Garrett Rank

Raised in the US South, my childhood was immersed in sports. Over time, my passion evolved into a mission to share overlooked tales from the sports world. I created Daily Dose of Sports to highlight stories of perseverance, legends, and unsung heroes. Today, I'm not just a sports enthusiast - I'm a storyteller. Read more about me here.

From the rinks to the links, Garrett Rank traded his skates for golf spikes in June 2018.

A full-time NHL referee and cancer survivor, Rank qualified for last year’s U.S. Open at Shinnecock Hills.  Now in his third full season as an NHL referee, the 30-year-old Rank would make Happy Gilmore proud.  After working 70 regular-season games in 2017-18, he was assigned to the first round of the Stanley Cup playoffs in April.  Then, with fellow NHL referee Daniel O’Rourke on the bag, Rank shot back-to-back 71s at Ansley Golf Club outside Atlanta on June 4.  His two-under-par finish allowed Rank to share medalist honors with Michael Hebert.  Ten days later Rank was teeing it up at Shinnecock.

“Was next to the best players in the world on the ice,” tweeted Rank after qualifying for the U.S. Open.  “Next week I get to play with the best golfers in the world.  It’s a pretty cool life I’m living right now.”

The U.S. Open wasn’t Rank’s first big golf experience.  He’s played in 15 USGA events and is a three-time Canadian Mid-Amateur champion.  An Ontario native, Rank represented Canada in the 2015 Pan Am Games in Toronto.  He also nearly qualified for the Masters after finishing runner-up at the U.S. Mid-Amateur Championship final in 2012.

At Shinnecock, Rank finished 18-over after shooting 83 on Thursday and 75 on Friday, which included back-to-back birdies.  He failed to make the cut and, along with Tiger Woods, Rory McIlroy, Sergio Garcia and Bubba Watson, did not play on the weekend.  “I was really nervous reffing my first game,” said Rank after his opening round 83 on one of America’s toughest courses.  “I made a wrong call in the first five minutes of the game, but things turned out all right in my NHL career.  Hopefully, it can turn out all right in my golf career.”

Jason Day, a native of Columbus and an avid Blue Jackets fan who was making his eighth U.S. Open appearance, was eager to meet Rank.  With his older brother Kyle as his caddie, Rank held his own.  He averaged 1.72 putts per hole, slightly better than the field average of 1.73, and matched the field in fairways and greens hit.

Born and raised in Elmira, Ontario – home of the world’s largest maple syrup festival – Rank grew up playing golf in summer and hockey in winter.  Although he considered himself an above-average hockey player [at one point reaching the Junior B level], he knew he couldn’t make a living playing it.  Rank began officiating at 15, working tyke games “just to make 20 bucks here and there.”  He earned a golf scholarship to the nearby University of Waterloo and made the varsity hockey team as a walk on.

Rank was officiating a hockey game in January 2011 when he felt a pain in his groin.  The 22-year-old saw a doctor immediately and had surgery for testicular cancer the following week.  Although his condition did not require radiation or chemotherapy, Rank’s world was turned upside down.  He quit hockey and spent the next eight weeks “dead on my back.”  Within a few months, he was back to playing golf and was named Waterloo’s 2012 Athlete of the Year.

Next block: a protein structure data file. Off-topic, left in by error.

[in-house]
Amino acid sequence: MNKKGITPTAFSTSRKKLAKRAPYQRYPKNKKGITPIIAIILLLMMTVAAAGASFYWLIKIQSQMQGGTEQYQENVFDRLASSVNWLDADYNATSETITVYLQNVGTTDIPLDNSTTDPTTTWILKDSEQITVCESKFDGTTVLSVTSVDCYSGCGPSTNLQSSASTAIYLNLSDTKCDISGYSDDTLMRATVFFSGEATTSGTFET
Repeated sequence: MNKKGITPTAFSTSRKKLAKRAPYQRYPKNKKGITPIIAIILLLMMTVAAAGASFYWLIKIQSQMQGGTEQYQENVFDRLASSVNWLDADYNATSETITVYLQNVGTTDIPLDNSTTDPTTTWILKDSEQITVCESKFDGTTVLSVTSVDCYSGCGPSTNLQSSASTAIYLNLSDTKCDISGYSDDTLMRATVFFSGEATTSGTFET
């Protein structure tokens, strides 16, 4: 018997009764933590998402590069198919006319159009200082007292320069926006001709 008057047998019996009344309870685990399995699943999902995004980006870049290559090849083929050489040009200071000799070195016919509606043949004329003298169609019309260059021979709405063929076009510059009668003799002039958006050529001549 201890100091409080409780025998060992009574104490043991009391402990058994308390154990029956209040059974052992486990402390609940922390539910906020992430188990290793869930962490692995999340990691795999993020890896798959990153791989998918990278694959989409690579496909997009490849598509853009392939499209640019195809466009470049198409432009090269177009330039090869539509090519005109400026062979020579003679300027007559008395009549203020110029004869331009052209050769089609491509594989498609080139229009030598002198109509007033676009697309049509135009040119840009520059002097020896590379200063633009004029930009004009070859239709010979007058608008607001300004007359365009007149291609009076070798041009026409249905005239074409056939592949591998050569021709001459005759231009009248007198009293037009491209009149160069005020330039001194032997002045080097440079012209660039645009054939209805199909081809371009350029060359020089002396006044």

Rank worked for five years as a referee in the Ontario Hockey League, then two in the American Hockey League — hockey’s equivalent of the Tour.  One year after his father Rich [also a minor league hockey ref] died of a heart attack, Garrett made his NHL debut in Buffalo in January 2015.  He worked three more games that season, which grew to 31 in 2015-16.  That offseason, he was promoted to full-time status becoming, at 27, the youngest official in the National Hockey League.

Rank, who carries a plus-five handicap, made the cut and finished T77 at the 2016 Canadian Open, a PGA Tour event.  One week after missing the cut at Shinnecock, he returned to Ontario and claimed the 2018 Mid-Amateur title.  The following month, Rank earned a spot in the Windsor Championship on a sponsor’s exemption.

During hockey season Rank, who earned an Economics degree from Waterloo, has little time for golf.  He played only four rounds during the 2017-18 NHL season, but made them count.  While in Arizona working a Coyotes game, he got in 18 holes at Whisper Rock GC in Scottsdale and played Medalist GC in Hobe Sound while reffing a Florida Panthers game.

From fairways to forechecks, Garrett Rank calls his life a “dream come true.”  A grinder on the golf course, he considers mental toughness the strength of his game.  “Cancer for me was kind of a blessing in disguise,” said the grateful Canadian.  “It gave me a better approach to hockey and golf.  Maybe a bad call isn’t that bad anymore.  Maybe a bad shot isn’t that bad anymore.”

“I got a question the other day about whether I would want to finish in the top 10 in the U.S. Open or work Game 7 of the Stanley Cup Finals,” Rank said last summer, “and I answered with the top 10 at the U.S. Open.  I’d save the Stanley Cup Finals for 15 years down the road when my golf game isn’t as strong.”